It's not about the transit system
Plan and advocate for revitalizing Chicago around a network of modern light rail lines and better bus service.
Promote compact, complete, convenient neighborhoods with local shopping, safe cycling, and enjoyable streets and public spaces.
"Visualize a city of sustainable prosperity and good living, identify its key features, and work your way back to come up with practical strategies for what we can do today."
Founder of CSR, architect and urban planner, husband and father.
Board of Advisors
Executive Director, retired
UIC Urban Transportation Center
(former head of RTA)
“CSR’s proposed streetcar network could be a cost-effective way to expand rapid transit and a catalyst for transit-oriented development and sustainable growth if it is planned right. The streetcar mode is the next step up from a BRT line or system to provide the capacity that is needed to serve the identified demand and to be a more permanent transit investment on which adjacent developers can rely. While the capital costs of constructing a streetcar line are more expensive, the life-cycle cost can be less than a BRT approach given the longer useful life of the vehicles and the possible lower long-term operating costs, as is found in successful streetcar systems in other US cities.”
SRAM Cycling Fund
(former CEO of Active
“Chicago will never be a world-class cycling city without more competitive transit options. CSR’s streetcar proposals are a vital component of the package of options that make high-quality urban life possible. There just isn’t room for a network of cycle tracks without moving to something more space efficient than car storage and single-occupant driving on our narrow streets. Bikeways and bike share complement streetcars to create an integrated system that takes more people where they want to go without ruining the places they want to be.”
President and CEO, retired
Congress for the New Urbanism
(former Mayor of Milwaukee)
“The major reason that Chicago is the most vibrant and successful city in the Midwest that it retained much of its transit system. Detroit, Indianapolis, Milwaukee and many other cities disastrously threw their transit advantage away and embraced driving as the only mode of travel worth public investment. Chicago’s system needs to grow if Chicago is to grow. Streetcar lines would add great value to real estate and to job growth. More than any other mode streetcars are neighborhood friendly. Cities all over North America and the world are investing in streetcars and loving the results. Add real value to Chicago—add streetcars.”
President and CEO
Lincoln Park Zoo
“CSR’s proposed North Lakefront and Clark Street streetcars would connect significant north-side attractions (Lincoln Park Zoo, the Peggy Notebaert Nature Museum, the Chicago History Museum, North Ave Beach, and Wrigley Field) to the Loop by rapid transit streetcar that people will love to ride. The streetcar itself will likely become a tourist attraction in and of itself, and its presence downtown will help visitors visualize an easy trip to the zoo and other tourist attractions. It will allow families to park remotely and visit multiple attractions without having to fight traffic and re-park. I believe the streetcar network would be a great way to connect key tourist stops so they become mutually supportive.”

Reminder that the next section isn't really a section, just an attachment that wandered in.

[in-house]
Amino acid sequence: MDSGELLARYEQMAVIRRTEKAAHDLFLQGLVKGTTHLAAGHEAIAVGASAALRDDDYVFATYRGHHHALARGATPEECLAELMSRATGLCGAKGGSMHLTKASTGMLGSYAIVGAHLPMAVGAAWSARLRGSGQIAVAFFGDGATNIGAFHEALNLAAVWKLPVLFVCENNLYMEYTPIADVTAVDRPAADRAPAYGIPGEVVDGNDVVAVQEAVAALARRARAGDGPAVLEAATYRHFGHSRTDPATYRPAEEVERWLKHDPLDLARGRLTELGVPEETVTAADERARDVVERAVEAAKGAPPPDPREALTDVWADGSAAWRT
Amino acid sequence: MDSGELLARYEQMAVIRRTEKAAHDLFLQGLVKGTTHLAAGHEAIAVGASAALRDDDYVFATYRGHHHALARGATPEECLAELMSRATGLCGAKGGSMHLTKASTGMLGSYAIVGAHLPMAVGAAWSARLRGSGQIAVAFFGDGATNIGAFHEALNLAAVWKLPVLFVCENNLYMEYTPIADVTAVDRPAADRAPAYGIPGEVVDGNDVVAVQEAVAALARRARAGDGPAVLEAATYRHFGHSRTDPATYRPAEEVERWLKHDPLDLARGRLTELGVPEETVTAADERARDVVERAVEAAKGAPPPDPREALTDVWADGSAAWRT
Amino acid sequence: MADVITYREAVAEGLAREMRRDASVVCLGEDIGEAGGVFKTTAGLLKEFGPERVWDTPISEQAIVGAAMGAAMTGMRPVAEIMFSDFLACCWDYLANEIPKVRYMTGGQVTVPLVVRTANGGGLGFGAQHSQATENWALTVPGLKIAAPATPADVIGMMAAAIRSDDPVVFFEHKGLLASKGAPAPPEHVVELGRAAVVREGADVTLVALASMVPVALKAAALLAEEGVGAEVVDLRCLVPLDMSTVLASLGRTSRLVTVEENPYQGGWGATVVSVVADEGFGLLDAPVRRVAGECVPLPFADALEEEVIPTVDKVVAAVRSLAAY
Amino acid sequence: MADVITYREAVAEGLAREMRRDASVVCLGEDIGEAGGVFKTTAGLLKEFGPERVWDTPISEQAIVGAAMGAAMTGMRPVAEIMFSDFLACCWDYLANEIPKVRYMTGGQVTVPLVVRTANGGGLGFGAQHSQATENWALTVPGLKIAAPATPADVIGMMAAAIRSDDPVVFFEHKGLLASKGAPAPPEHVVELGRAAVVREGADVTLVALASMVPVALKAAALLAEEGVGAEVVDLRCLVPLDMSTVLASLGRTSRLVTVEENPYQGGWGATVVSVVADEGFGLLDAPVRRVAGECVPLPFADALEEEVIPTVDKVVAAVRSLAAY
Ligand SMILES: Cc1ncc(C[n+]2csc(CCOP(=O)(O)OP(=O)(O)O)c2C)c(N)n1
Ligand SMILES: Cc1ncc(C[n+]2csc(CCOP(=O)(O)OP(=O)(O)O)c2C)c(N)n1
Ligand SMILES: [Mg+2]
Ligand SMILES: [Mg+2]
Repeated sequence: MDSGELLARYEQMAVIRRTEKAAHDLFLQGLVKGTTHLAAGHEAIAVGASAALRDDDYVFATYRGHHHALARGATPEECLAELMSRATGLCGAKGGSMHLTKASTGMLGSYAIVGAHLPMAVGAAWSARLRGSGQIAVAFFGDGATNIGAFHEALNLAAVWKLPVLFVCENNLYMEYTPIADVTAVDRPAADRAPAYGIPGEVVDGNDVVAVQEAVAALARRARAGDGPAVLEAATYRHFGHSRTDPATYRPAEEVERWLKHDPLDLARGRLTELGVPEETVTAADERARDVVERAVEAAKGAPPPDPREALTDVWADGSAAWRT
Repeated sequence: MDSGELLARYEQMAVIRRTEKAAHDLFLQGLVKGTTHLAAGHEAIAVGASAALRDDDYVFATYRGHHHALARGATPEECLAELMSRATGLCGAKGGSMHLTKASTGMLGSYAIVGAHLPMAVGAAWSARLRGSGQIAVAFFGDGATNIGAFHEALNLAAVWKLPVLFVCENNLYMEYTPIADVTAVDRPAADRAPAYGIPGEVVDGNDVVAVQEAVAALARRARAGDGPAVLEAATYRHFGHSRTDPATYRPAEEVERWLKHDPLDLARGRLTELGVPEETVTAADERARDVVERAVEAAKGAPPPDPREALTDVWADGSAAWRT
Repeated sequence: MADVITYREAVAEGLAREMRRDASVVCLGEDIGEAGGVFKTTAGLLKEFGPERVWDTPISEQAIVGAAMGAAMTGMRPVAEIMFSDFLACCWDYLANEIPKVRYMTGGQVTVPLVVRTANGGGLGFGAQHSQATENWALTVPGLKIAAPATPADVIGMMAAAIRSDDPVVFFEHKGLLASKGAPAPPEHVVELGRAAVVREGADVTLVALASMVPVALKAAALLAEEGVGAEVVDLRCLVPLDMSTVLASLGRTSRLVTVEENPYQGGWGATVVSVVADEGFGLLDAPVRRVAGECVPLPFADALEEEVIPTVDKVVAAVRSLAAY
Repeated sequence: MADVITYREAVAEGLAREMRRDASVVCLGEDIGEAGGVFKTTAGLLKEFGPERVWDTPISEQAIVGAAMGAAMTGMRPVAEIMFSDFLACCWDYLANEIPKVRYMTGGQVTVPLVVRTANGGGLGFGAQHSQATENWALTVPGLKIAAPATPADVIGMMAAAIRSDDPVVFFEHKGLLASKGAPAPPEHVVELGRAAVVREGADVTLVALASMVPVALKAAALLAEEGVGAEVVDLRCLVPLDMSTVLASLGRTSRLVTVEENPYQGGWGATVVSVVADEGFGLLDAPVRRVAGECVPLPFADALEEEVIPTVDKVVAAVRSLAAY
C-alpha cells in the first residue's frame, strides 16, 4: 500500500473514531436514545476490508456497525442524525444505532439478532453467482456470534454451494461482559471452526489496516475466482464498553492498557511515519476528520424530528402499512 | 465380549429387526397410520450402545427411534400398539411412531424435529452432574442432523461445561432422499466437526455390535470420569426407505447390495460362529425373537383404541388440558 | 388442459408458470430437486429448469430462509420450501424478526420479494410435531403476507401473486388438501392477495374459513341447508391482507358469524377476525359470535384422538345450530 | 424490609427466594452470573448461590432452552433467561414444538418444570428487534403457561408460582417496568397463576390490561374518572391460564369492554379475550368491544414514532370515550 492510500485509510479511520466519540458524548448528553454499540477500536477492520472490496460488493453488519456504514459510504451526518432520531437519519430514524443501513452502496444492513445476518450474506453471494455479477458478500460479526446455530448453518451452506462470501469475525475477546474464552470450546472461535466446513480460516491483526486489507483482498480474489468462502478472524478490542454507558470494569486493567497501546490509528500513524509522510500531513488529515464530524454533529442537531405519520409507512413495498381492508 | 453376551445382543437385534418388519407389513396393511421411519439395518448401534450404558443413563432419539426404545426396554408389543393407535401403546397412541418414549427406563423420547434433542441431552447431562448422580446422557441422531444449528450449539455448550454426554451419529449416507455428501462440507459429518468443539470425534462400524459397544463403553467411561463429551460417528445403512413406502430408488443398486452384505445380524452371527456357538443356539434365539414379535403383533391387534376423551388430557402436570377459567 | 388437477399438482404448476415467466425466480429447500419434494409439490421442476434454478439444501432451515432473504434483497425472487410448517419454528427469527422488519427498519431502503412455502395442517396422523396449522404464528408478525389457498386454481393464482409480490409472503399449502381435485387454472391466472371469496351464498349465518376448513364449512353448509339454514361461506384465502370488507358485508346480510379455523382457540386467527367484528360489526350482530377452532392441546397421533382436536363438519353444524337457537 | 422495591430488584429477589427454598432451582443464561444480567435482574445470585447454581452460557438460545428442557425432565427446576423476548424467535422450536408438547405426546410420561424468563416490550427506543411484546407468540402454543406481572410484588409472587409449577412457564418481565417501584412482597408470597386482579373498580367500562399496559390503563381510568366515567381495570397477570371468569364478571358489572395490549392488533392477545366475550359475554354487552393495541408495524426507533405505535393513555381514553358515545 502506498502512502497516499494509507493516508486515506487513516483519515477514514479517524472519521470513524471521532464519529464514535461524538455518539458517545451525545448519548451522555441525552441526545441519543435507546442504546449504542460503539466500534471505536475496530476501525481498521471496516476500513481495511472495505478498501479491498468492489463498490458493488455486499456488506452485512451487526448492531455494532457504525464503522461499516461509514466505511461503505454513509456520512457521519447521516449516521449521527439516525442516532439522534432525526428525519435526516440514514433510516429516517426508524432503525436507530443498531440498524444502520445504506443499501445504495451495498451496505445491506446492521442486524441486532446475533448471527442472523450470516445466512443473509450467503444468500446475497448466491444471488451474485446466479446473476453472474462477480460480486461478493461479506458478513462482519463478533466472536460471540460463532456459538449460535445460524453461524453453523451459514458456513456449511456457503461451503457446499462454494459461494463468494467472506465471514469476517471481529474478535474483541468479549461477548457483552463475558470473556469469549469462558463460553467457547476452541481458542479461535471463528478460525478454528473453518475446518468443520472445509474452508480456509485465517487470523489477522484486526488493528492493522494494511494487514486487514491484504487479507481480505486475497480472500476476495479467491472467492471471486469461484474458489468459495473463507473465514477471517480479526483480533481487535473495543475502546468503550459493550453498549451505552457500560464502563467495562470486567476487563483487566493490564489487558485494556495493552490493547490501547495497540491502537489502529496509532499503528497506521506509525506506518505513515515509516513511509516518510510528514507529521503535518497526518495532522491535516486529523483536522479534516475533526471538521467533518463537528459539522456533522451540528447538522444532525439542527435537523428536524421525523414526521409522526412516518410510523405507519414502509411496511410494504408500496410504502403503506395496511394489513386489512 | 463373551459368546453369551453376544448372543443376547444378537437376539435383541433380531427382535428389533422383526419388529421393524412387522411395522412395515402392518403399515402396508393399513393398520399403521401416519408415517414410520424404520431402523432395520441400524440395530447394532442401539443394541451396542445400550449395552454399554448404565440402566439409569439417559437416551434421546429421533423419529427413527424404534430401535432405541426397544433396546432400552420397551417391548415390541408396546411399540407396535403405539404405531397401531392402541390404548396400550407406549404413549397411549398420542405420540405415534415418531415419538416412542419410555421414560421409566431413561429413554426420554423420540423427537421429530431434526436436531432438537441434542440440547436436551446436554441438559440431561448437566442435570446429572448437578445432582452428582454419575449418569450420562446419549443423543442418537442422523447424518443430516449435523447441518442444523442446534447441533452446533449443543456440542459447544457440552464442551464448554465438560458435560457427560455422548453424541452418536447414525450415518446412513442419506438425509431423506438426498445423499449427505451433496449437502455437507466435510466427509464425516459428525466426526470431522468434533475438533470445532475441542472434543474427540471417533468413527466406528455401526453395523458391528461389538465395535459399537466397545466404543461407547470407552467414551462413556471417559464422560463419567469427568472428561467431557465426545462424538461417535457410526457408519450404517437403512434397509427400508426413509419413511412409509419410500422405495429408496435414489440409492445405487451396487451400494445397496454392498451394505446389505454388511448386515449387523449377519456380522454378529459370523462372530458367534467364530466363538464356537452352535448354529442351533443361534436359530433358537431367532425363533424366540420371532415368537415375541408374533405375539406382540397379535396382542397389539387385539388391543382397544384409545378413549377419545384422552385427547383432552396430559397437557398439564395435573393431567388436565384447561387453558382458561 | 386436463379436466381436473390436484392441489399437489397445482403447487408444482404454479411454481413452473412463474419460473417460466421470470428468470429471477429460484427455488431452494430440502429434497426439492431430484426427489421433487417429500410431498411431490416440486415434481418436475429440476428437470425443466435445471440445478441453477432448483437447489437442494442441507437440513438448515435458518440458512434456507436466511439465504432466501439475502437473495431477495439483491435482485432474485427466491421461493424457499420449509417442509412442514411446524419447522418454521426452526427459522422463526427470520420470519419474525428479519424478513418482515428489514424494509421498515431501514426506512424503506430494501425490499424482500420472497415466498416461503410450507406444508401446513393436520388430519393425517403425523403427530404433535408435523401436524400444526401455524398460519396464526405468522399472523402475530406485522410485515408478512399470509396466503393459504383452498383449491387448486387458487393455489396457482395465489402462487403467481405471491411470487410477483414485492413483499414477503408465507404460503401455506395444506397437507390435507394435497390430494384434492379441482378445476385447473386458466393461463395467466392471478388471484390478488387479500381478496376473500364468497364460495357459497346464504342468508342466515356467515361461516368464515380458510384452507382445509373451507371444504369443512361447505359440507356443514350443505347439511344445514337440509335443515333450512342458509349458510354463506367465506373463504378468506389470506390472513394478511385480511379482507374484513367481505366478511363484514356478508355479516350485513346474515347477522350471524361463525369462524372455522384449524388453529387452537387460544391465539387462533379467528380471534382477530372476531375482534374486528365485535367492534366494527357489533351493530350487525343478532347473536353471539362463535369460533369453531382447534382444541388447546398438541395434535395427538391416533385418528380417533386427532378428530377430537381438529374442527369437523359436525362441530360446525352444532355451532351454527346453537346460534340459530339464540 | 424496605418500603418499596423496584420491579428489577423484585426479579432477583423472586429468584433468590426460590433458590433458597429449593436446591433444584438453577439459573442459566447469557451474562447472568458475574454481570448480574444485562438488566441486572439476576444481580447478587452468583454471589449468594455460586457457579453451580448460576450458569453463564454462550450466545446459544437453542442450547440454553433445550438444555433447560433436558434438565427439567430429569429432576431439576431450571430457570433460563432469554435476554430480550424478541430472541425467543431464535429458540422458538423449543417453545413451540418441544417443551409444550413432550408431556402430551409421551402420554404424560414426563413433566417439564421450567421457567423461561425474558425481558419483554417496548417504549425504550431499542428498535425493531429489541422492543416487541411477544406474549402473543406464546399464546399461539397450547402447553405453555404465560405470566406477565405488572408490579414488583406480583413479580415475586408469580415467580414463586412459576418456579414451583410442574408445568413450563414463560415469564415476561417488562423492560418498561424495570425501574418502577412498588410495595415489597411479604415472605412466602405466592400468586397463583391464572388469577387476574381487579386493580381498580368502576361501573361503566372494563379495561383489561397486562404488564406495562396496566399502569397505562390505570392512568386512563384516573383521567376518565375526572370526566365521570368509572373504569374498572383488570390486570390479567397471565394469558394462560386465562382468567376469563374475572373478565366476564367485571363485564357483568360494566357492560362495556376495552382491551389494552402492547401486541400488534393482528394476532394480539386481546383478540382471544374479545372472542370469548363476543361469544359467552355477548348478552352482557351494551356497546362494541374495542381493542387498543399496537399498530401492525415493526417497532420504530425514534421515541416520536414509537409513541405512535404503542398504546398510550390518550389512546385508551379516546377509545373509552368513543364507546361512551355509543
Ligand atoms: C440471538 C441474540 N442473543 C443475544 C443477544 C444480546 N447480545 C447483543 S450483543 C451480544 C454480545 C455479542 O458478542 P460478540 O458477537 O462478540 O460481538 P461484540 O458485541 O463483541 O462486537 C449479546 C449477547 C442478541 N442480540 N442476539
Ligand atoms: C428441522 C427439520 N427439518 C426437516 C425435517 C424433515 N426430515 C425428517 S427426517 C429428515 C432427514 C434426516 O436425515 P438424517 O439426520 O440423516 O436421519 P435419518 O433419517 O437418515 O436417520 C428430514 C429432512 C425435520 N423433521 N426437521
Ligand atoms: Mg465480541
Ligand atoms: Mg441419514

What we're working on now
Our primary focus is completing our ongoing economic analysis of a network of six potential light rail lines. That involves recruiting, coordinating, and directing pro-bono work by experts in wide-ranging fields including transit systems planning, information technology, and property development.
The primary objective of the study is to make an authoritative case and build a constituency of support for public investment in a full feasibility study of one or more light rail lines.
If you can provide financial support to help us complete and then promote the study, click here.
Citywide transit network
We're working on a plan to modernize transit in Chicago with light rail and better bus service to fill in the gap between heavy rail and local bus. The goal is a citywide transit network that is both cost-effective and largely immune to traffic congestion. It's an armature on which to grow the city's population and economy—a model for growth without congestion.
We need a plan that uses demand data and systems optimization analysis to ensure that it works and that it's cost-effective. As a city we need to become great at harnessing big data to drive public policy. Mapping the Demand for Better Transit is engaging Chicago's civic tech community to idenitfy the low-hanging fruit of transit investments—where an upgrade would have the most positive impact.
We get involved in all kinds of planning issues, like the reconstruction of North Lake Shore Drive, the task force on Museum Campus transportation, the Obama Presidential Library, Lucas Museum, Wrigleyville Entertainment District, and many others.
In a big city with a congestion problem, transit ought to be a key feature of any major development—not whether there’s a bus or train nearby, but how the development can contribute to expanding and modernizing transit and reducing driving, parking, and congestion.
As an outsider organization we are free to consider more funamental—and sometimes disruptive—solutions to very big problems.
If you want to contribute your time and expertise, or make a financial contribution to support our work, click here.